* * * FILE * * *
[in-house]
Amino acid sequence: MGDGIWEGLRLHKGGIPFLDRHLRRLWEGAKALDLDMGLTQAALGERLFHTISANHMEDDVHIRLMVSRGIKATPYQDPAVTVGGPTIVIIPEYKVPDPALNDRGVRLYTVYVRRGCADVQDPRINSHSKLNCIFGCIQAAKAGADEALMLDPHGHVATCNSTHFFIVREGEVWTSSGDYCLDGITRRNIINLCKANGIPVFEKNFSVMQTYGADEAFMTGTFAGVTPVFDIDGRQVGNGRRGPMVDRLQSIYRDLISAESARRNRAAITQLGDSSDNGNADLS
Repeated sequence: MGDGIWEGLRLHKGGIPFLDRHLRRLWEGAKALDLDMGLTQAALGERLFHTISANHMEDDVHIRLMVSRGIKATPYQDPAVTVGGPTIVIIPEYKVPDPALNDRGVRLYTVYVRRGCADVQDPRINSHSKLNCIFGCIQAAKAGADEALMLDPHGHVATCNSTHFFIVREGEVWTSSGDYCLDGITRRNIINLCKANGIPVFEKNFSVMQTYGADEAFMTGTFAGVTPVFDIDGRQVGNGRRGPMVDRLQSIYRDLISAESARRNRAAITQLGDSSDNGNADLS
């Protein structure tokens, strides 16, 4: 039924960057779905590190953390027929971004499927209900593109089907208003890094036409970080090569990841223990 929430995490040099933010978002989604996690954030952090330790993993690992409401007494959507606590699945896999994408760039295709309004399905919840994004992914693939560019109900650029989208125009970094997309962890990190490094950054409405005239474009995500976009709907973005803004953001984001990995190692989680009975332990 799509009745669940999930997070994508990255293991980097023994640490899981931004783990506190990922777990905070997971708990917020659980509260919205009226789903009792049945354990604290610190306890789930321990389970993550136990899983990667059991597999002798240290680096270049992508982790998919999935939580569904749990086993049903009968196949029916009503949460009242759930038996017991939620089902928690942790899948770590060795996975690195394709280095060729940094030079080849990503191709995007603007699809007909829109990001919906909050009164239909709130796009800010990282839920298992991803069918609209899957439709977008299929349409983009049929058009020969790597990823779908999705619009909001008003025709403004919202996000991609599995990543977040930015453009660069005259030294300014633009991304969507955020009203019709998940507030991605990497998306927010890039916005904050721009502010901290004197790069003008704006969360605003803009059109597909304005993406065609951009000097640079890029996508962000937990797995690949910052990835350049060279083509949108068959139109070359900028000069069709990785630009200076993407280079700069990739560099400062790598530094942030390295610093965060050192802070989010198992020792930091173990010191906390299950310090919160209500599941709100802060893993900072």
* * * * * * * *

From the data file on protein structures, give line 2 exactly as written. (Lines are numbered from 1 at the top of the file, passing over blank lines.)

Amino acid sequence: MGDGIWEGLRLHKGGIPFLDRHLRRLWEGAKALDLDMGLTQAALGERLFHTISANHMEDDVHIRLMVSRGIKATPYQDPAVTVGGPTIVIIPEYKVPDPALNDRGVRLYTVYVRRGCADVQDPRINSHSKLNCIFGCIQAAKAGADEALMLDPHGHVATCNSTHFFIVREGEVWTSSGDYCLDGITRRNIINLCKANGIPVFEKNFSVMQTYGADEAFMTGTFAGVTPVFDIDGRQVGNGRRGPMVDRLQSIYRDLISAESARRNRAAITQLGDSSDNGNADLS